Greece Launch Critical Bond Sale; Protests Intensifies

Greek authorities have Thursday launched the sales of a series of 10 years bonds at a total amount of 5 billion euro. The bond sale marks a test of investor response to the troubled nations austerity measures. According to European media investors flocks towards the Greek bonds.

“Sentiment toward Greece has improved after the budget announcements and they’re taking advantage of that, while the pricing is pretty much in line with what we expected.”

Michiel De Bruin

Greece began Thursday the selling of 5 billion euros ($6.8 billion) in 10-year bonds after Prime Minister George Papandreou’s promises to reduce Europe’s largest budget deficit by cutting wages and spending.  Greek protesters have now occupied the country’s finance ministry.

The government is offering a premium to sell the new notes, pricing them at a spread of 300 basis points more than the mid- swap rate, or a yield of 6.39 percent. That compares with the 6.1 percent interest on Greece’s existing benchmark issue due July 2019, according to data compiled by Bloomberg.

The bond sale marks a test of investor response to Papandreou’s austerity measures. German Chancellor Angela Merkel snubbed his bid for assistance after he announced his third package of deficit cuts this year, saying a meeting in Berlin tomorrow won’t be “about aid commitments.”

“Sentiment toward Greece has improved after the budget announcements and they’re taking advantage of that, while the pricing is pretty much in line with what we expected,” said Michiel De Bruin, who helps manage $28 billion of assets as head of euro government bonds at F&C Investments in Amsterdam, and expects to invest in the deal.

The premium investors demand to buy Greek government debt over comparable German bonds, the European benchmark, rose 4 basis points to 2.90 percentage points at 11:26 a.m. in London after yesterday’s 19 basis point drop.

While Papandreou is risking a backlash at home to meet European Union demands for more cuts, Merkel is facing domestic opposition to tapping taxpayers to extend a financial lifeline to Greece.

“There would be no understanding in Germany for bailing out Greece,” Henrik Enderlein, a political economist at the Hertie School of Governance in Berlin, says according to Business Week.

“It’s a bit of catch-22 situation: if you give in to Greece and you put 5 billion or perhaps even 10 billion into some kind of rescue package or into some guarantees, then the German government would look irresponsible. However, if it doesn’t, then European Union leaders might put a lot of pressure on Merkel and say, look, we have to bail out Greece.”

The EU is devising a plan to grant Greece about 25 billion euros in emergency aid should the need arise, German lawmakers have said, enough to cover the maturing debt. One option could involve using state-owned lenders such as Germany’s KfW Group to buy its bonds.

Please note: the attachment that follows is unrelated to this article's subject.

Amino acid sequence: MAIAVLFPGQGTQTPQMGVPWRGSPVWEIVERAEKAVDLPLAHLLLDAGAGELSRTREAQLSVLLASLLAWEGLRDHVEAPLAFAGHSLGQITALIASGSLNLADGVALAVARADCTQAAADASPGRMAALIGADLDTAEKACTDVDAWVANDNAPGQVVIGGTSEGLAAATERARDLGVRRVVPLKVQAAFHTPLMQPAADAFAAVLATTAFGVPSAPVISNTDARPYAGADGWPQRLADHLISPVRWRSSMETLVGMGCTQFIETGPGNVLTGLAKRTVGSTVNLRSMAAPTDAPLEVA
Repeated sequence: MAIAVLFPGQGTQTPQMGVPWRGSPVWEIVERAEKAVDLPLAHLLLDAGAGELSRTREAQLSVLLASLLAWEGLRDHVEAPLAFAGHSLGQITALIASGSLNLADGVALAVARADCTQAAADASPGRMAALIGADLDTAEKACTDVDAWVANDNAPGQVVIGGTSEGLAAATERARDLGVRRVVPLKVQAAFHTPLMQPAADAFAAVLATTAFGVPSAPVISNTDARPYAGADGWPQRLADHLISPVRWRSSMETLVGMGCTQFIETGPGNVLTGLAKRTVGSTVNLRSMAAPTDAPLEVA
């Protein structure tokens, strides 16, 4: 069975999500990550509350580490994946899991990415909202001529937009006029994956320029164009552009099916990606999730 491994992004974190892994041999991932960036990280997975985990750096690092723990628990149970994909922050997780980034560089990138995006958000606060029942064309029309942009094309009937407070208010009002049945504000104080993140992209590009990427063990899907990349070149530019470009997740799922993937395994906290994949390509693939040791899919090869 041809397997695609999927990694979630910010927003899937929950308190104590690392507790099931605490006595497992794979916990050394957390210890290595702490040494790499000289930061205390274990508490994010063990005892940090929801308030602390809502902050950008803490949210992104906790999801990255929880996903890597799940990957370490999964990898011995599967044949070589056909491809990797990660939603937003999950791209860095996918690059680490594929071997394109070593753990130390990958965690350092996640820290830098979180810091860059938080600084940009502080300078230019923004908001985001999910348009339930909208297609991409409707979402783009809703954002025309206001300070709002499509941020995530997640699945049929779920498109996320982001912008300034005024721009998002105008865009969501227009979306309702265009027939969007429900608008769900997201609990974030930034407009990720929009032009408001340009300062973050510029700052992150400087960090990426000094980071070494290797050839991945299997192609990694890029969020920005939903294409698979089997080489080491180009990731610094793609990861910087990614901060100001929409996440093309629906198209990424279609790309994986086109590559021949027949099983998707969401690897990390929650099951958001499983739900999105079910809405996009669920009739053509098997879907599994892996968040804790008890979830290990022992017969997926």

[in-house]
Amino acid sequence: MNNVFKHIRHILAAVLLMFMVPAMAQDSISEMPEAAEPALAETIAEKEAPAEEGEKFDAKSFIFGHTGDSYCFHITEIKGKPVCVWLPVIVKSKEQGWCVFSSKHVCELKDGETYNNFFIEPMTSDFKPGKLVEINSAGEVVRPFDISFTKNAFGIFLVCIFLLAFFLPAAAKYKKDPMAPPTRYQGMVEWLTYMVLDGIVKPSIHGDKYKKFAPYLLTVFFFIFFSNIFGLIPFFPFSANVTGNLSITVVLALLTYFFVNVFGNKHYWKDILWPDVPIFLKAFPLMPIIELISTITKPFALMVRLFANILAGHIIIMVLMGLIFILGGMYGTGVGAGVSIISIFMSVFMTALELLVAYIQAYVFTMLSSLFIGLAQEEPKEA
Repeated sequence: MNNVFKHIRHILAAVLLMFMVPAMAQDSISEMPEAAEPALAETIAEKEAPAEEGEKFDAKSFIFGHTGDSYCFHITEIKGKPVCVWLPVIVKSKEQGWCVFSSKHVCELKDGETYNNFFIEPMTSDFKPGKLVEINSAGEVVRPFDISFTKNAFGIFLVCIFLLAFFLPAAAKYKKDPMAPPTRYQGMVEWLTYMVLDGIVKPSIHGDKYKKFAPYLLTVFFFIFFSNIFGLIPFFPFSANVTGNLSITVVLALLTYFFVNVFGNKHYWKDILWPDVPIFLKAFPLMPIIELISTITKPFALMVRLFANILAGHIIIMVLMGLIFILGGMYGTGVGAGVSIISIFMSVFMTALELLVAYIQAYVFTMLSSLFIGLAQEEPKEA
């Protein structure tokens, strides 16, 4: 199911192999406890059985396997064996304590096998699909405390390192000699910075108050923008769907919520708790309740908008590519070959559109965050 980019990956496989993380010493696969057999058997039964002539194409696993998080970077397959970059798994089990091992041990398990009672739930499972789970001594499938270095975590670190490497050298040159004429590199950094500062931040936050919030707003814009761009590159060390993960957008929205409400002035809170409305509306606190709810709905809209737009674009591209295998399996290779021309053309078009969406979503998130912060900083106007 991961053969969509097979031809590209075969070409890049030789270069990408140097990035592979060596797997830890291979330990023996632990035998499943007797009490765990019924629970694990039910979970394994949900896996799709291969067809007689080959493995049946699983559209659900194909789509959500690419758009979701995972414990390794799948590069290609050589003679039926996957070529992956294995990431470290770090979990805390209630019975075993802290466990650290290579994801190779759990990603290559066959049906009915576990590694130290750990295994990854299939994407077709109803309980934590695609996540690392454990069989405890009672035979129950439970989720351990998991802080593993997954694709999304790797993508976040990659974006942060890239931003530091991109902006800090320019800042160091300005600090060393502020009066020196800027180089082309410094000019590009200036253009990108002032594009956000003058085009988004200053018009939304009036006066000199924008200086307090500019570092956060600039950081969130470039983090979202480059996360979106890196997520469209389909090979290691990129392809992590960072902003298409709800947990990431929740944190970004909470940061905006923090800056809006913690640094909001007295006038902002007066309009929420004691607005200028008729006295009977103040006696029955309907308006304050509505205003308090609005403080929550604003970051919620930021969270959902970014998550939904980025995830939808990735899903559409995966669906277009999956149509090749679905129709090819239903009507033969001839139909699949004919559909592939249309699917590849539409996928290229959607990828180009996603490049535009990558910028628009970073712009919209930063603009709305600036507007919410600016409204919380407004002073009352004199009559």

In Athens, about 200 members of the PAME union, aligned with the Communist Party, were reported at the finance ministry and protesters also took over the nearby General Accounting Office, according to a police spokeswoman. Another group blocked a central road, snarling traffic.

The demonstrations followed the Cabinet’s backing yesterday of 4.8 billion euros ($6.6 billion) of cuts and Papandreou’s statement that Greece was prepared to turn to the International Monetary Fund as a last resort.

“We have fulfilled to the utmost all that we must from our side; now it’s Europe’s turn,” Papandreou told his ministers yesterday, according to an e-mailed transcript.

“It is a historic moment for the European Union.”

Papandreou’s Cabinet endorsed a package of revenue-raising and budget-cutting steps, including higher fuel, tobacco and sales taxes and a cut of 30 percent in three bonus payments to civil servants on top of a wage and benefits freeze.

For now, European governments have not stepped up since a statement at a Feb. 11 EU summit promised “determined and coordinated action” to support Greece.

“There’s no need for such a thing at this point in time,” French Finance Minister Christine Lagarde said late yesterday on Sky television. “If it was required, the partners in the club would be available to restore stability.”

After meeting Merkel in Berlin, the Greek leader is due in Paris two days later for talks with French President Nicolas Sarkozy.

Merkel’s comments were the clearest signal yet that Germany isn’t convinced.

“I expressly want to say that Friday isn’t about aid commitments, but about good relations between Germany and Greece,” Merkel said yesterday in an interview with N-TV, according to a transcript provided by her office. Greece’s steps are “an important signal” toward restoring confidence in the euro.

Five major European banks – including National Bank of Greece – are conducting the bond sale.

Goldman Sachs is not among the dealers because of the controversy surrounding the Wall Street bank’s activities in Greece, Financial Times reports.

Related by the Econotwist:

Nervous Markets Ahead Of Greek Bond Sales

Swedbank Buy Greek Bonds With Estonian Money

Wave Of Protests To Hit Troubled E.U. States

Germany Failed To Pay WWII Compensation, Greek Minister Says

E.U. To Reform Economic Policy

Beginning Of The End For The European Union?

EU Wants Answers From Wall St. On Greek Debt

Why Should EU Bail Out Greece?

European Commision Warns Of “Lost Decade”

Traders Short Record Amount of Euro

European Markets Snap Shots











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